The growing sense that xenotransplantation may be near at hand raises some critical concerns. In particular, many experts worry that animal donors might harbor diseases that, like the

page 58 Scientific American July 1997

Ebola virus or "mad cow" disease, can harm people. After infecting a transplant patient, such pathogens might spread into the general population and spark an epidemic. Indeed, scientists now believe HIV (the human immunodeficiency virus, which causes AIDS) originated in monkeys and somehow jumped the species barrier to infect humans.

Thus, widespread transplantation of tissues from monkeys or baboons could conceivably put the general health at risk. Fortunately, the threat of such a catastrophe is markedly less with pigs as donors. People have lived in close association with pigs for thousands of years, and yet, except for the possibility of some flu strains, few serious diseases of swine origin appear ever to have arisen in humans.

Pigs could be especially good donors for other reasons as well. They are relatively easy to raise and have organs that are comparable in size and physiology to human organs. Breeds of pigs already exist that are free from certain known pathogens. And, unlike the case with primates, few voice ethical concerns about killing an animal that people routinely slaughter for food.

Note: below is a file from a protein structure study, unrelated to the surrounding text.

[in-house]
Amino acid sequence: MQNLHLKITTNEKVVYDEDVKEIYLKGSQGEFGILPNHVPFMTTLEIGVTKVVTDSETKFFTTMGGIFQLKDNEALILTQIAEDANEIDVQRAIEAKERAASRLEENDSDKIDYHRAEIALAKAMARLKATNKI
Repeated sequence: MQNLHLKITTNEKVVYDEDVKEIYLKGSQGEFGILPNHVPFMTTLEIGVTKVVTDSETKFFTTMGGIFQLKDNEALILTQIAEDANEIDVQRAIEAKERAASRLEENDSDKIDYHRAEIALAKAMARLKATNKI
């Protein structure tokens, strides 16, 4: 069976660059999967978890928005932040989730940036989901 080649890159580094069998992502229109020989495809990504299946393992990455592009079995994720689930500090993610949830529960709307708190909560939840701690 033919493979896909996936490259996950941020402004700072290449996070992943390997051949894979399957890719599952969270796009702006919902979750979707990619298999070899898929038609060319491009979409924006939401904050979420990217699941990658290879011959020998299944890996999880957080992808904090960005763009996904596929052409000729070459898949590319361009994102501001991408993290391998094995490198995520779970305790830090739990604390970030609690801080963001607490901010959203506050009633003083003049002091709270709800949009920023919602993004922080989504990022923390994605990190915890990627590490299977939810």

Still, many questions need to be solved before the transplantation of pig tissues into ailing patients becomes a reality. In addition to the challenge of immune rejection, scientists must also make sure that transplanted pig organs perform properly in their new hosts. Pig hearts and kidneys have functioned adequately in some primates for several weeks, and it seems likely that such organs would work in humans as well. But a pig liver would probably not be able to carry out the myriad functions of a human liver, although the pig organ may be able to sustain life for a short period of time, allowing, for example, the patient's own liver to recover from a temporary shutdown. It may take many years before physicians can routinely outwit evolution--as some have labeled the goal of xenotransplantation--and replace any failing organ with an animal substitute. But the transplantation of isolated cells and tissues appears poised on the threshold of modern medical practice. And we are optimistic that soon there will be some true successes to report.